Myelodysplastic syndromes (MDS) are clonal disorders of hematopoietic stem cell with low life expectancy due to several blood cytopenias and high risk of acute myeloid leukemia transformation (AML). Classically, evolution to AML, infection, and hemorrhage are reported as the main causes of death. However, there are few reports analyzing other causes of death in MDS patients, particularly the prevalence of non-MDS-related causes in large series from single-centers. We present here the analysis of causes of death of 200 patients (median age 75yr, range 16–96, 59% male) diagnosed of MDS in our institution between 2000 and 2010. Patients were diagnosed and classified according to the FAB criteria, WHO 2008 classification, IPSS (International Prognostic Scoring System) and SPI (Spanish Prognostic Index). Overall survival (OS) and survival of different MDS subtypes were analyzed. Two prognostic subgroups were defined: low-risk subgroup, composed by patients with low or intermediate-1 IPSS and low SPI; and high-risk subgroup, that included patients with intermediate-2 and high IPSS and intermediate and high SPI. Infection, hemorrhage, disease progression and transformation to AML were considered MDS-related deaths. All other causes of death were classified as non-MDS-related. Median follow-up of the series was 1.8 years (range: 0–11 years). MDS subtypes distribution was as follows: RA, RARS and 5q– 19%; RCMD and RCMD-RS 32%; RAEB-1 and RAEB-2 27%; hypoplastic and unclassified MDS 8%; and CMML 13%. One hundred twenty-nine patients (64.5%) belonged to the low-risk subgroup, whereas 65 patients (32.5%) to the high-risk subgroup. Only 6 patients (3%) could not be classified. Median OS of the whole series was 2 years, being of 3.7 years in the low-risk subgroup and of 0.9 years in the high-risk subgroup (P<0.001). At the time of the analysis, 141 patients (70.5%) had died: 78 (60.4%) of the low-risk subgroup and 59 (91%) of the high-risk subgroup. The cause of death was identified in 97 of 141 (68%) patients and it was related to MDS in 75 patients (77%) and non-MDS-related in 22 patients (23%). In the low-risk subgroup, causes of death were: evolution to AML 14, disease progression 5, infection 14 and bleeding 2. Non-MDS-related causes were: ischemic stroke 3, second malignancy 5, acute myocardial infarction 3, congestive heart failure 3 and others 3. In the high-risk subgroup the causes of death were: evolution to AML 18, disease progression 3, infection 13 and bleeding 5. Non-MDS-related causes were: second malignancy 1, congestive heart failure 1, and accidental 1 (Figure 1). The percentage of patients who died of unrelated-MDS causes was significantly higher in the low-risk subgroup than in the high-risk subgroup (32% vs. 7%, respectively; P=0.003). In conclusion, the most frequent cause of death in both low-risk and high-risk subgroups was related to the MDS (evolution to AML). Non-MDS-related deaths were more common in low-risk subgroup, being the most frequent causes heart failures and second malignancies. Causes of death in MDS should be taking into consideration when analyzing response and survival in clinical trials, particularly when applied to patients belonging to low-risk subgroups.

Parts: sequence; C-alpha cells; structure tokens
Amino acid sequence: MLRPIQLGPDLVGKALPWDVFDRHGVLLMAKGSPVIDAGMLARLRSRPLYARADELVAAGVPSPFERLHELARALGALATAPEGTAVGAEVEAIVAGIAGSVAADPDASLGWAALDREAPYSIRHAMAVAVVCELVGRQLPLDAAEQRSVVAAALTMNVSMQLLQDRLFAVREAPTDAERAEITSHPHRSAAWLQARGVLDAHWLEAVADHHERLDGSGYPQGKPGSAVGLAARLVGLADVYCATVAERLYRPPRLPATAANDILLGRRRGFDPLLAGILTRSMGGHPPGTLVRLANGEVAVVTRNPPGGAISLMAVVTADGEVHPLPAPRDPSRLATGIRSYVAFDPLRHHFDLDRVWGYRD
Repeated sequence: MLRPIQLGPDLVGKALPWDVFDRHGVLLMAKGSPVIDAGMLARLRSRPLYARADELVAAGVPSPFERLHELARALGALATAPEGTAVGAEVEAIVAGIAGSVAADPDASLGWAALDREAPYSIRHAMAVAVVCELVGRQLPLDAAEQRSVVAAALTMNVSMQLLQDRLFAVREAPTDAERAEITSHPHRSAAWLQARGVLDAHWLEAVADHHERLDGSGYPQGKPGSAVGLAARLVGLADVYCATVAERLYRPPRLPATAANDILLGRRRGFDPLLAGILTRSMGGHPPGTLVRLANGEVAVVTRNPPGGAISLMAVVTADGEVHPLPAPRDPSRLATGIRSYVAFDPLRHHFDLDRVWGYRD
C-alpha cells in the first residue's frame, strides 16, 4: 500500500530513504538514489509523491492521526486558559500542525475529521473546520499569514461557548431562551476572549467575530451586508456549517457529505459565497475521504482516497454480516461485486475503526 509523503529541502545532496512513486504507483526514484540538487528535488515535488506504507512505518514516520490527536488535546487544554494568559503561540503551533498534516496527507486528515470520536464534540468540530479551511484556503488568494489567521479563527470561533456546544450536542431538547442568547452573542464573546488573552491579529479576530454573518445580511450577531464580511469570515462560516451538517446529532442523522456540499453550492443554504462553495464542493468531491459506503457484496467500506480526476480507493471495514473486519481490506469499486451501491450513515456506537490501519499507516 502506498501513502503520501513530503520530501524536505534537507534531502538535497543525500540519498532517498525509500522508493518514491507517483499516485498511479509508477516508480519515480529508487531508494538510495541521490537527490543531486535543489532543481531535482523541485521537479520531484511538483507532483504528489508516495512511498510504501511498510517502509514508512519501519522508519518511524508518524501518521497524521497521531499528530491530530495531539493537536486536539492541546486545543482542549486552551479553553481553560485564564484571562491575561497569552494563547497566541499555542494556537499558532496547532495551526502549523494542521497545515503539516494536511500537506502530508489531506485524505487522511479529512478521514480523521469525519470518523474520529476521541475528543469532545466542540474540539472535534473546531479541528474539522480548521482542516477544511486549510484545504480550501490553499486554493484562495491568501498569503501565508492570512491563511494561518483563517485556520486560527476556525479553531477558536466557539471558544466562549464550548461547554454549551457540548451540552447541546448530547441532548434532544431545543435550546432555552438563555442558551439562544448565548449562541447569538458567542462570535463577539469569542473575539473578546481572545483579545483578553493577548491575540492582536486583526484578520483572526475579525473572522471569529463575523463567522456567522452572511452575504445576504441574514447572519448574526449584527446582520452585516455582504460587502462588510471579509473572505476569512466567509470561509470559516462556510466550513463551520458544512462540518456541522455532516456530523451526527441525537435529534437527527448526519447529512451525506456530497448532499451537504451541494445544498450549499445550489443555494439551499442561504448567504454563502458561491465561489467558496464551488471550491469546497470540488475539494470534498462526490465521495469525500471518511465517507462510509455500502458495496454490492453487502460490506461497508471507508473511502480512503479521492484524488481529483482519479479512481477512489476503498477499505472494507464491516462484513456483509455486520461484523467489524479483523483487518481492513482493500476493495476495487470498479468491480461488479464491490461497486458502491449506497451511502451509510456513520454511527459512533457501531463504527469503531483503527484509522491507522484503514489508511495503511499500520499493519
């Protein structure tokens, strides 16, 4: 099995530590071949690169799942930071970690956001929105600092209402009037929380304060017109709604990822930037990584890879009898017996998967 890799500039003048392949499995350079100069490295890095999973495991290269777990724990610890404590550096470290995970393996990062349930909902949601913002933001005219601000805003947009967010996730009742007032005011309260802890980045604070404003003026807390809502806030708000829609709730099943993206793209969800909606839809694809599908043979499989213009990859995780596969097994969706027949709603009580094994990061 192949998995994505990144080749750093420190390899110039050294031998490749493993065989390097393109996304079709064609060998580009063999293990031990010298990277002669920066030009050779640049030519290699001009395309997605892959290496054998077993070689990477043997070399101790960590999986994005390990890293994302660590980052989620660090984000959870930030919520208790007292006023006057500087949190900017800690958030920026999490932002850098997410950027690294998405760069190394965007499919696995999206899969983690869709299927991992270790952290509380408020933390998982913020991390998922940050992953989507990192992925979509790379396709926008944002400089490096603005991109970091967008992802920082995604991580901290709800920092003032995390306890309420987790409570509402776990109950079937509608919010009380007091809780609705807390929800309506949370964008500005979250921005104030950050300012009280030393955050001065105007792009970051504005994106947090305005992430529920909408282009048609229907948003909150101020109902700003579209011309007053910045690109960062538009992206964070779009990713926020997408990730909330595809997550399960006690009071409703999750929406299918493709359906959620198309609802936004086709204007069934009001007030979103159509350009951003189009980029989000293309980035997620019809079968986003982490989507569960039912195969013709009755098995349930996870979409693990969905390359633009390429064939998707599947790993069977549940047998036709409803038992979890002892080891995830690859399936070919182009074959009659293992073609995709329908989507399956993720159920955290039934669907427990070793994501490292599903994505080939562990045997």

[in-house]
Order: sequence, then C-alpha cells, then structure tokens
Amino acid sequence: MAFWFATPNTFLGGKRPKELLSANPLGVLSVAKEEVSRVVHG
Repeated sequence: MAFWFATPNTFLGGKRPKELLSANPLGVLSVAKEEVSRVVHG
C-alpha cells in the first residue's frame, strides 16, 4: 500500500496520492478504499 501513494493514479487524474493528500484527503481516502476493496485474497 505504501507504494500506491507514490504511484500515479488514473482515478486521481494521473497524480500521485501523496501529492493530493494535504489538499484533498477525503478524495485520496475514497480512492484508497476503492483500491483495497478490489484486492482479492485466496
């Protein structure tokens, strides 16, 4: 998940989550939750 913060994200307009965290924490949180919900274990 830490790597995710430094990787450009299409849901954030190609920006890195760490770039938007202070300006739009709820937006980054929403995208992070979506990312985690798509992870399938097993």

No relevant conflicts of interest to declare.
Asterisk with author names denotes non-ASH members.
© 2011 by The American Society of Hematology